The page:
Several days at the National Conference for Media Reform in Boston gave me time to reflect on the importance of protecting local authority to build, own, and operate their own networks connecting people and businesses to the Internet. Multiple presentations focused on the importance of and strategies for ensuring access to the Internet is not controlled by a few companies -- and most of these strategies are focused at federal government agencies and Congress.

While we support these efforts, the Institute for Local Self-Reliance is not a DC-centric organization. We try to help folks in DC learn about what is happening outside the beltway, but our passion and work focuses directly on helping local communities invest in themselves and preserve their self-determination. 

Access to the Internet will likely be the key infrastructure investment that determines how well communities fare in the coming years. Unfortunately, they have very little control over how those investments are made when the networks are owned by private, absentee companies. Efforts like Universal Service Fund reform, fixing the FCC, re-writing the telecom act, and ensuring network neutrality depend on overcoming incredibly powerful (due to their scale and lobbying power) interests in Washington, DC. But local communities have very little power outside their borders... with some in state capitals and practically none in the nation's capital.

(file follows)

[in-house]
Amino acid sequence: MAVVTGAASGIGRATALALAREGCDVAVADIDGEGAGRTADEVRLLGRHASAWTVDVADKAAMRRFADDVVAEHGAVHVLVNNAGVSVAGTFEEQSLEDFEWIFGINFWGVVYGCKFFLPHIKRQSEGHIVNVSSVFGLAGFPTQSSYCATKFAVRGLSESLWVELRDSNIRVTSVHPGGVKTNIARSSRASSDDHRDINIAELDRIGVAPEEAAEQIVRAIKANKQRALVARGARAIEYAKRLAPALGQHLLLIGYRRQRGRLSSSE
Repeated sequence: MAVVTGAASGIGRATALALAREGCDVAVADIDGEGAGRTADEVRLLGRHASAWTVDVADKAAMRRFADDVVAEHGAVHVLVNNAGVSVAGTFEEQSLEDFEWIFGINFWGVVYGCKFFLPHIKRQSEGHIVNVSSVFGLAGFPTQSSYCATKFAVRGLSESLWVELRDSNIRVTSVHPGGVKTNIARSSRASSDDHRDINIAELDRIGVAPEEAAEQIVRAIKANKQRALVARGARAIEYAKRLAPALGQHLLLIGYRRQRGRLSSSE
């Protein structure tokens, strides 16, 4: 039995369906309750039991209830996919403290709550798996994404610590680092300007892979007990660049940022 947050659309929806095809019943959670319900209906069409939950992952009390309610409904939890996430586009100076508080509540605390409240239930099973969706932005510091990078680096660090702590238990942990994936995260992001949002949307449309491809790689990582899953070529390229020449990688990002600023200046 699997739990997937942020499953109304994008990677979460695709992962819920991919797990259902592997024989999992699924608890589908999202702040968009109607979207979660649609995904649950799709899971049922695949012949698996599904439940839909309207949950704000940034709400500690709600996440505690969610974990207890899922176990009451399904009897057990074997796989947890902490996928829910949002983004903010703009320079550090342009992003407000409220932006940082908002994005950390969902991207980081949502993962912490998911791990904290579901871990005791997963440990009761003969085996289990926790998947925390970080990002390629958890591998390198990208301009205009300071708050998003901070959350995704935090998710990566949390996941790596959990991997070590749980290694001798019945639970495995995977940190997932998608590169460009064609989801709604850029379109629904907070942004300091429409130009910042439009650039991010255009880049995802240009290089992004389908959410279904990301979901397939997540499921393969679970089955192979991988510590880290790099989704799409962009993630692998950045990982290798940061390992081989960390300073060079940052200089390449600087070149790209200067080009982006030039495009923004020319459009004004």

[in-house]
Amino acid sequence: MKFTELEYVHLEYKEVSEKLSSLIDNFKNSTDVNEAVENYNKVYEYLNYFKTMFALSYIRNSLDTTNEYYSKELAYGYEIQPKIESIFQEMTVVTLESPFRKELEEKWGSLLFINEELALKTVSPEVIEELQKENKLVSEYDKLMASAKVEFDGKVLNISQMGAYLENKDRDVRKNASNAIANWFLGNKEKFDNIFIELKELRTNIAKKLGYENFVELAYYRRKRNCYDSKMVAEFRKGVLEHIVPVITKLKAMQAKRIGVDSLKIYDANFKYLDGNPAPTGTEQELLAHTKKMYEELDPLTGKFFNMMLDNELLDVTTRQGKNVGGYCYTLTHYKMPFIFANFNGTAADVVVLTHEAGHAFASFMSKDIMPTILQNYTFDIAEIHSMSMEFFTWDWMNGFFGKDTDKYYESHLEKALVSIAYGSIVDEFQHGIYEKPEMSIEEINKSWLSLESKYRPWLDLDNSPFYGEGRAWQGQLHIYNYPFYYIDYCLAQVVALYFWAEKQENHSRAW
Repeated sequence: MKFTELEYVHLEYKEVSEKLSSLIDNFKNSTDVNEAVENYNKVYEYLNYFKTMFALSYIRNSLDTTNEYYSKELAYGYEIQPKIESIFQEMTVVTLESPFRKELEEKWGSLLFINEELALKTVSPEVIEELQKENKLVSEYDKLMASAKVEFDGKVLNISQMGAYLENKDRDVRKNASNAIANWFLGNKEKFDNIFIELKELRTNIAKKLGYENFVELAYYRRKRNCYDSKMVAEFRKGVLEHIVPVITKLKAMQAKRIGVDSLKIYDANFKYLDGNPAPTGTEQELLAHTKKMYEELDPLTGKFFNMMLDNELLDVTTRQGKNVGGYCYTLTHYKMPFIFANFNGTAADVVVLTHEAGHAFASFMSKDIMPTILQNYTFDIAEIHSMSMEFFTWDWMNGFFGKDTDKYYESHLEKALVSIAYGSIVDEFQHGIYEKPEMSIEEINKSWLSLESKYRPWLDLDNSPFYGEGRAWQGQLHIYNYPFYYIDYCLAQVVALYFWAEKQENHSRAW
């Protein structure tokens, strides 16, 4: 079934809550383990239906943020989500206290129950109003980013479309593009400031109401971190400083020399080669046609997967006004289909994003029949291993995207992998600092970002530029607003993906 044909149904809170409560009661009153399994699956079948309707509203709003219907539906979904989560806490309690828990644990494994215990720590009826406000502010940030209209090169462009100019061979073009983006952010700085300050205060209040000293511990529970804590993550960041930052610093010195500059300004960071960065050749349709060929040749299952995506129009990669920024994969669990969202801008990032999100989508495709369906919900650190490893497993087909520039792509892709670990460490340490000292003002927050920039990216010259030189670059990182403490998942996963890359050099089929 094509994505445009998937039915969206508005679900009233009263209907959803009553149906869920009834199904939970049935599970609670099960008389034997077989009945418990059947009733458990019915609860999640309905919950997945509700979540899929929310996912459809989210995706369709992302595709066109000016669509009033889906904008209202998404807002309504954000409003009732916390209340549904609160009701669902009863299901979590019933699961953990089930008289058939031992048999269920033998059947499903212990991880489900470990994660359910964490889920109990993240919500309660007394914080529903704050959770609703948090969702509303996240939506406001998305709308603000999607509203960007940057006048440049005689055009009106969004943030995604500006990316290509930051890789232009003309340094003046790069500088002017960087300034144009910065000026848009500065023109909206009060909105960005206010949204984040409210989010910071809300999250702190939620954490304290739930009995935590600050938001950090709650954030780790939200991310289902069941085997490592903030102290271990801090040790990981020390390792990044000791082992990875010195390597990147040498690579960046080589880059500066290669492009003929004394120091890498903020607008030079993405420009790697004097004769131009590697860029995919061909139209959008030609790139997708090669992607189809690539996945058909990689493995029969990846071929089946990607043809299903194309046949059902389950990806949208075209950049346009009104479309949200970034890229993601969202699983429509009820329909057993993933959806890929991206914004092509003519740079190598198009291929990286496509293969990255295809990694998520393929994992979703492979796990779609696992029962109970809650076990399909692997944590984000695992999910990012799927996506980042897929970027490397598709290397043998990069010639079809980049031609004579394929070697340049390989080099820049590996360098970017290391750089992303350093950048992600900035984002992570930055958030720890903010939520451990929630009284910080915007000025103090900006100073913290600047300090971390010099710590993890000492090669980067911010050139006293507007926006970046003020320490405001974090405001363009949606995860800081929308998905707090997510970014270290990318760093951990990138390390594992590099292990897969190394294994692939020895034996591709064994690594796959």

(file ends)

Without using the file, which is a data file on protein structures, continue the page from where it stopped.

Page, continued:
Attacks at the state level on the fundamental right of communities to build this essential infrastructure are intended to eliminate their one means of gaining some control over their digital future. Too many states already ban or limit local authority to build these networks -- and with the Time Warner Cable bill to crush community networks in North Carolina picking up steam and South Carolina's similar attack even on broadband stimulus projects, we will see hundreds more communities with no power to ensure their citizens and businesses have access to fast, reliable, and affordable access to the Internet.

This is deeply concerning.  Taking away the one tool...

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Posted March 25, 2011 by christopher

A CBC show, Spark, offers a content-rich 40 minute interview with Barbara van Schewick discussing how the Internet developed and the role of network neutrality. Her explanation is very accessible, a great opportunity for people who are trying to learn more about the issue but frustrated at technical discussions.

Highly recommended. She explains how the innovate applications and products we use today developed precisely because no one controls the Internet. The danger now is that powerful ISPs may exert more control and retard the innovative nature of the net.